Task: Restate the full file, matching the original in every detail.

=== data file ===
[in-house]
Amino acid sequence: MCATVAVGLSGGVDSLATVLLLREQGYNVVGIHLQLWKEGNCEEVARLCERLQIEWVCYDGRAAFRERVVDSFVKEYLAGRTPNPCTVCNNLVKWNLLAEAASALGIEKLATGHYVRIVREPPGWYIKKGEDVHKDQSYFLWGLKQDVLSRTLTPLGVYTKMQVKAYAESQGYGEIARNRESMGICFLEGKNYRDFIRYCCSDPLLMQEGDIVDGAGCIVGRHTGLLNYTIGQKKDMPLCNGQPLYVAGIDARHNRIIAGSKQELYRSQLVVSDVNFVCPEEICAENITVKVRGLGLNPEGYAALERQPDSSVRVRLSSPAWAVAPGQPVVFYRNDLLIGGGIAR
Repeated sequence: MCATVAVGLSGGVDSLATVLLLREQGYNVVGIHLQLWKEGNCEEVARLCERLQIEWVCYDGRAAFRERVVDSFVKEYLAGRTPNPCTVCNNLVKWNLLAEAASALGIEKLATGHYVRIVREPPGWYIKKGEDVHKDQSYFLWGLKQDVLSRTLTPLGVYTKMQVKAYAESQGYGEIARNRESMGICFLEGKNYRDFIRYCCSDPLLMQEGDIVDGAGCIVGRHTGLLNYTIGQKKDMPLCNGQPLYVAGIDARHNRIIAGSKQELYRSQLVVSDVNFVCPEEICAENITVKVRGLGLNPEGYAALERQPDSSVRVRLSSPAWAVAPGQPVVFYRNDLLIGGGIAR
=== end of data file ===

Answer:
[in-house]
Amino acid sequence: MCATVAVGLSGGVDSLATVLLLREQGYNVVGIHLQLWKEGNCEEVARLCERLQIEWVCYDGRAAFRERVVDSFVKEYLAGRTPNPCTVCNNLVKWNLLAEAASALGIEKLATGHYVRIVREPPGWYIKKGEDVHKDQSYFLWGLKQDVLSRTLTPLGVYTKMQVKAYAESQGYGEIARNRESMGICFLEGKNYRDFIRYCCSDPLLMQEGDIVDGAGCIVGRHTGLLNYTIGQKKDMPLCNGQPLYVAGIDARHNRIIAGSKQELYRSQLVVSDVNFVCPEEICAENITVKVRGLGLNPEGYAALERQPDSSVRVRLSSPAWAVAPGQPVVFYRNDLLIGGGIAR
Repeated sequence: MCATVAVGLSGGVDSLATVLLLREQGYNVVGIHLQLWKEGNCEEVARLCERLQIEWVCYDGRAAFRERVVDSFVKEYLAGRTPNPCTVCNNLVKWNLLAEAASALGIEKLATGHYVRIVREPPGWYIKKGEDVHKDQSYFLWGLKQDVLSRTLTPLGVYTKMQVKAYAESQGYGEIARNRESMGICFLEGKNYRDFIRYCCSDPLLMQEGDIVDGAGCIVGRHTGLLNYTIGQKKDMPLCNGQPLYVAGIDARHNRIIAGSKQELYRSQLVVSDVNFVCPEEICAENITVKVRGLGLNPEGYAALERQPDSSVRVRLSSPAWAVAPGQPVVFYRNDLLIGGGIAR